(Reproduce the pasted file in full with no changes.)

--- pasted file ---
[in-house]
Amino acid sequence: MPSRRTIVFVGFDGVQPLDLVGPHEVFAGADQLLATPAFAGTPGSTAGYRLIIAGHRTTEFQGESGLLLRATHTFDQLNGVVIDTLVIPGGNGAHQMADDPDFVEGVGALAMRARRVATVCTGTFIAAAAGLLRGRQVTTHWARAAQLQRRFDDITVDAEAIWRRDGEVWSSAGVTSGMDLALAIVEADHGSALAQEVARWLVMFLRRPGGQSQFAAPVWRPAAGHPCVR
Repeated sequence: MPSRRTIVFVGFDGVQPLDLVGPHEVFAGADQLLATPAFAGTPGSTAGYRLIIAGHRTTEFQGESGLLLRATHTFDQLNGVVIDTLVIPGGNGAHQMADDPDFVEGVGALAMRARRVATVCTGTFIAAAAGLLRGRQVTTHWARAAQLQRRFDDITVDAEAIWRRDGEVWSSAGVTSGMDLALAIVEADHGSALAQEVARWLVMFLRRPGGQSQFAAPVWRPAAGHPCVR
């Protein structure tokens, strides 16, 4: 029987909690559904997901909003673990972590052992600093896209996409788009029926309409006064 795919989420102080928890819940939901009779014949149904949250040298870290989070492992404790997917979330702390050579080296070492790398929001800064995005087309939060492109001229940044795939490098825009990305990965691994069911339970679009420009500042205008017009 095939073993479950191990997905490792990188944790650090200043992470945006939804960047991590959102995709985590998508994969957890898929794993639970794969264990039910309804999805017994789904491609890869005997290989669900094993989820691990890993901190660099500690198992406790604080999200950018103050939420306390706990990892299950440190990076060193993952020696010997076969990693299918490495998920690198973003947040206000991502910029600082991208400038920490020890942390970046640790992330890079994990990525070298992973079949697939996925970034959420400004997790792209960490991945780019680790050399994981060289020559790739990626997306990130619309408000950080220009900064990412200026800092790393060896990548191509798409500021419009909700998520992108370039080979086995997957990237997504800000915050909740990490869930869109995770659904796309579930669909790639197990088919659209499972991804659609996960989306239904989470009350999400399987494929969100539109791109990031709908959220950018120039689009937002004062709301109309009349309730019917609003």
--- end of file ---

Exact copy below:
[in-house]
Amino acid sequence: MPSRRTIVFVGFDGVQPLDLVGPHEVFAGADQLLATPAFAGTPGSTAGYRLIIAGHRTTEFQGESGLLLRATHTFDQLNGVVIDTLVIPGGNGAHQMADDPDFVEGVGALAMRARRVATVCTGTFIAAAAGLLRGRQVTTHWARAAQLQRRFDDITVDAEAIWRRDGEVWSSAGVTSGMDLALAIVEADHGSALAQEVARWLVMFLRRPGGQSQFAAPVWRPAAGHPCVR
Repeated sequence: MPSRRTIVFVGFDGVQPLDLVGPHEVFAGADQLLATPAFAGTPGSTAGYRLIIAGHRTTEFQGESGLLLRATHTFDQLNGVVIDTLVIPGGNGAHQMADDPDFVEGVGALAMRARRVATVCTGTFIAAAAGLLRGRQVTTHWARAAQLQRRFDDITVDAEAIWRRDGEVWSSAGVTSGMDLALAIVEADHGSALAQEVARWLVMFLRRPGGQSQFAAPVWRPAAGHPCVR
């Protein structure tokens, strides 16, 4: 029987909690559904997901909003673990972590052992600093896209996409788009029926309409006064 795919989420102080928890819940939901009779014949149904949250040298870290989070492992404790997917979330702390050579080296070492790398929001800064995005087309939060492109001229940044795939490098825009990305990965691994069911339970679009420009500042205008017009 095939073993479950191990997905490792990188944790650090200043992470945006939804960047991590959102995709985590998508994969957890898929794993639970794969264990039910309804999805017994789904491609890869005997290989669900094993989820691990890993901190660099500690198992406790604080999200950018103050939420306390706990990892299950440190990076060193993952020696010997076969990693299918490495998920690198973003947040206000991502910029600082991208400038920490020890942390970046640790992330890079994990990525070298992973079949697939996925970034959420400004997790792209960490991945780019680790050399994981060289020559790739990626997306990130619309408000950080220009900064990412200026800092790393060896990548191509798409500021419009909700998520992108370039080979086995997957990237997504800000915050909740990490869930869109995770659904796309579930669909790639197990088919659209499972991804659609996960989306239904989470009350999400399987494929969100539109791109990031709908959220950018120039689009937002004062709301109309009349309730019917609003």